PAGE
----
The Motley Fool

Bombardier, Inc.: Should You Buy This Stock Right Now?

Bombardier, Inc. (TSX:BBD.B) is off to a positive start to 2017.

Let’s take a look at the train and plane maker to see if it finally deserves to be in your portfolio.

Recovery mode

A year ago, it looked like Bombardier was headed for bankruptcy.

The company hadn’t signed a new deal for its beleaguered CSeries jets since September 2014, and it was burning through cash at such an alarming rate, investors started to give up hope. Commitments of US$2.5 billion from Quebec and the province’s pension fund should have appeased market concerns, but the stock still slipped below $1 per share.

Then things began to turn around.

Bombardier received a large CSeries order from Air Canada followed by another from Delta Air Lines.

These deals brought some much-needed credibility to the program and pushed Bombardier’s CSeries order book above its target of 300 planes before the initial commercial flights.

After more than two years of delays, Bombardier delivered its first CSeries in the summer. This marked an important milestone for the company as the program finally started generating revenue.

As we move through 2017, investors will want to see existing orders delivered on schedule and new orders generated at better margins.

What’s the issue?

Bombardier had expected to deliver 15 CSeries jets in 2016, but reduced the target to seven in early September, citing delays from the engine supplier.

As of September 30, the company had delivered two CS100 jets. Bombardier announced the delivery of its first CS300 jet in November with first commercial operation in December. Based on that information, it looks like the company delivered three CSeries planes in 2016.

Delivery delays are frustrating for customers, but the big concern for investors is the impact on cash flow because airlines typically don’t pay until the orders are fulfilled.

What about margins?

New orders are better than no orders, but the planes have to be sold at profitable prices.

Bombardier booked an “onerous” contract charge of about US$500 million in Q2 2016 connected to the CSeries planes it sold in the first half of the year. Considering the dire situation, it is understandable that the company had to take a hit to get the ball rolling. Going forward, however, investors will want to see new CSeries orders at better margins.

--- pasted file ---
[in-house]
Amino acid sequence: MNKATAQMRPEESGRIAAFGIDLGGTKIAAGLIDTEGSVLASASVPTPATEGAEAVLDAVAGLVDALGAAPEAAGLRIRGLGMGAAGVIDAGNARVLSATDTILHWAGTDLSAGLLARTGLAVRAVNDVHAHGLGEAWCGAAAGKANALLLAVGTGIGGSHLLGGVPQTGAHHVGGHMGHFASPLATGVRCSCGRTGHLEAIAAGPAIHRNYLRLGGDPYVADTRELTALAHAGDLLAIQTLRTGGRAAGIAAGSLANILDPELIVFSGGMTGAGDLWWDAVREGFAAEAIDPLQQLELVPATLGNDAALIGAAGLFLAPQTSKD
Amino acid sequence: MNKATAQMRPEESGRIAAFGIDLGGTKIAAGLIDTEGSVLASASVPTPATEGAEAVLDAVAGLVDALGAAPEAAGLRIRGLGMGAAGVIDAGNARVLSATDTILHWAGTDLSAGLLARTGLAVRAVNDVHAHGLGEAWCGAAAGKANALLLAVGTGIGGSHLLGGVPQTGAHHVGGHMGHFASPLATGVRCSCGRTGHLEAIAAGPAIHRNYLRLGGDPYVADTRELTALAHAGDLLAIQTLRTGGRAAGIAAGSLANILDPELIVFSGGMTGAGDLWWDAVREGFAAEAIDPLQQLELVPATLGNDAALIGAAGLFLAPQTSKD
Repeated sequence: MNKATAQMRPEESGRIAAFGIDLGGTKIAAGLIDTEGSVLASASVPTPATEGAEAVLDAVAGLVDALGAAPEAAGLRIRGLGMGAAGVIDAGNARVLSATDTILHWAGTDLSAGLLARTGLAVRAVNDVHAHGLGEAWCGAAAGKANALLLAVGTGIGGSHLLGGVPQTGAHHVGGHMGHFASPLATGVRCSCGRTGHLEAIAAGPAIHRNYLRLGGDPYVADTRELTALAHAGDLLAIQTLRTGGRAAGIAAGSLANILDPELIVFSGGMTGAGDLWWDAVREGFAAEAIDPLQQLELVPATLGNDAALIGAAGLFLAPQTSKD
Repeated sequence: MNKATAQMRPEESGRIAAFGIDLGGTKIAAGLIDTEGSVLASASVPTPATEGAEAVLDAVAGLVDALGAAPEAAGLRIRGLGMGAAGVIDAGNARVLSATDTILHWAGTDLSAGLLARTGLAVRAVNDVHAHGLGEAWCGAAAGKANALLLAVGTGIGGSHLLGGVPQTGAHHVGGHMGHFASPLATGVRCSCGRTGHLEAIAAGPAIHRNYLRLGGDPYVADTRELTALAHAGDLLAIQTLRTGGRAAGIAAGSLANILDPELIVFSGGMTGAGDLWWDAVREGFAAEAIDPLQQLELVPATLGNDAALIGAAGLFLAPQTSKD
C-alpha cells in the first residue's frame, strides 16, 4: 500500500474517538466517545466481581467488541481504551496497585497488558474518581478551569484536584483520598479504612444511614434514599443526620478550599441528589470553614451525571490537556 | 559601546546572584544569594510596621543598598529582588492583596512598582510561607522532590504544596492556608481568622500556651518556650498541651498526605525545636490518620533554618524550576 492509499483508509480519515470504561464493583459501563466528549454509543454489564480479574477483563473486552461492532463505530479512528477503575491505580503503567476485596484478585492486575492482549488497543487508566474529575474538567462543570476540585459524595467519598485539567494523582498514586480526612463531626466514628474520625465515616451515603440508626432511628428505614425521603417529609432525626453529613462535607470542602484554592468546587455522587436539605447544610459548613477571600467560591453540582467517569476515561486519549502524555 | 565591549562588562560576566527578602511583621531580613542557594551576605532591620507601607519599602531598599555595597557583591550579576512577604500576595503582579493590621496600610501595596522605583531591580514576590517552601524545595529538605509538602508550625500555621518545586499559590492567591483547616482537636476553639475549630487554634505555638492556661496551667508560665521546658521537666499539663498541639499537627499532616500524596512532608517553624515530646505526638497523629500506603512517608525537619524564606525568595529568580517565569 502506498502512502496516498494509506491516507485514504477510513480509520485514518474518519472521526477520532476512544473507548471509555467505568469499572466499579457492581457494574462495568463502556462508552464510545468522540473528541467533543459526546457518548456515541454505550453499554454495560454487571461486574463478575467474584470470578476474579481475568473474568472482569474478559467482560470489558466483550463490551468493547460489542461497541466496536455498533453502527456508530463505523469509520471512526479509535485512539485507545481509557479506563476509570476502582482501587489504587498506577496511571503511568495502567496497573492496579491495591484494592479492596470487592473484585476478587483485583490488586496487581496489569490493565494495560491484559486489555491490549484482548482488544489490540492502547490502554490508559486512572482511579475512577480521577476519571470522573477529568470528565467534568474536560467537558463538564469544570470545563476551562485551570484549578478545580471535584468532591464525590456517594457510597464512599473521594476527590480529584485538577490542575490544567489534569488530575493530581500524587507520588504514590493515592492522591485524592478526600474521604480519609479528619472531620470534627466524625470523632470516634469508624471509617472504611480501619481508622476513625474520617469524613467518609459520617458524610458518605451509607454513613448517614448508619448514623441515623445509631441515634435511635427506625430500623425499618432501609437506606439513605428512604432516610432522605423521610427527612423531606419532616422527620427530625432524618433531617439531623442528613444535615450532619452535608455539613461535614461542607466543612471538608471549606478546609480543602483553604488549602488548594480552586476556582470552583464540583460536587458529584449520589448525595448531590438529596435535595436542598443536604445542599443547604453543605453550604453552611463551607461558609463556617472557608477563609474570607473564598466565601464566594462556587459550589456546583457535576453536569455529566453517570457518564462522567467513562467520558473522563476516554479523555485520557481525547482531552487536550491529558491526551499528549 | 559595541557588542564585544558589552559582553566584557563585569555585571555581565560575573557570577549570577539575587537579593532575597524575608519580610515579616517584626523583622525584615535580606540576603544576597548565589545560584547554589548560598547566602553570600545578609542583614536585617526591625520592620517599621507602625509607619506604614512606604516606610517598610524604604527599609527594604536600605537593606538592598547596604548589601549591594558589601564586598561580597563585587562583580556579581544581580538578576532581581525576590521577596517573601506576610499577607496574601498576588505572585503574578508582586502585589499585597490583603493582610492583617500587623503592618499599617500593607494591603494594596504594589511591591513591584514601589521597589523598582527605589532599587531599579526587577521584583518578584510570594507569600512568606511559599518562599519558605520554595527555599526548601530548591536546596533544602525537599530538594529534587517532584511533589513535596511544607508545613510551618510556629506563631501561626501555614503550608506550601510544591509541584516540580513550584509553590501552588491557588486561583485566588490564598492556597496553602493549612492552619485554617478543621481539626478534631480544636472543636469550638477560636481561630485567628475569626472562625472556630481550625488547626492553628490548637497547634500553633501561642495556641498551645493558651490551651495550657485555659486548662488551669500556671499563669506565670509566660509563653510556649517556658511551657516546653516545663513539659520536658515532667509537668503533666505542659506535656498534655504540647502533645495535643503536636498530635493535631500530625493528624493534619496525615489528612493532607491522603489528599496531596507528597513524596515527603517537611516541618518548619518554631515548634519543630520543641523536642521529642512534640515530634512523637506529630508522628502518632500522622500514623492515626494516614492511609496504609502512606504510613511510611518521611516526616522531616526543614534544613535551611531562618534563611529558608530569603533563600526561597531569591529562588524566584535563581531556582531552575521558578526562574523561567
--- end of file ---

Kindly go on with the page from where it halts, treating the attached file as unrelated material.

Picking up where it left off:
Rail group

Bombardier Transportation continues to win additional rail contracts, but high-profile delays on orders for Toronto and Metrolinx appear to be impacting terms on new deals.

What’s up?

Bombardier just announced an agreement with Austrian Federal Railways which could include up to 300 trains worth US$1.9 billion.

The initial agreement is for just three trains at a list price of US$156 million. If Bombardier can meet its 2019 delivery obligation, the contract might reach its full potential.

If not, Austrian Federal Railways has “call offs” built into the contract that give it flexibility to modify the agreement. That isn’t great from a shareholder perspective because investors can only count on the initial part of the deal when evaluating the stock.

Should you buy?

Investors are nonetheless feeling more confident about Bombardier’s prospects, and the share price is now at a 12-month high.

At this point, however, the stock looks fully valued given the ongoing uncertainty in CSeries deliveries and additional sales. The US$9 billion in debt also remains a concern.

Things are certainly better than they were a year ago, but I would wait for the Q4 2016 numbers and new guidance on both CSeries and rail deliveries to come out before starting a position in the stock.

This article represents the opinion of the writer, who may disagree with the “official” recommendation position of a Motley Fool premium service or advisor. We’re Motley! Questioning an investing thesis — even one of our own — helps us all think critically about investing and make decisions that help us become smarter, happier, and richer, so we sometimes publish articles that may not be in line with recommendations, rankings or other content.

Fool contributor Andrew Walker has no position in any stocks mentioned.

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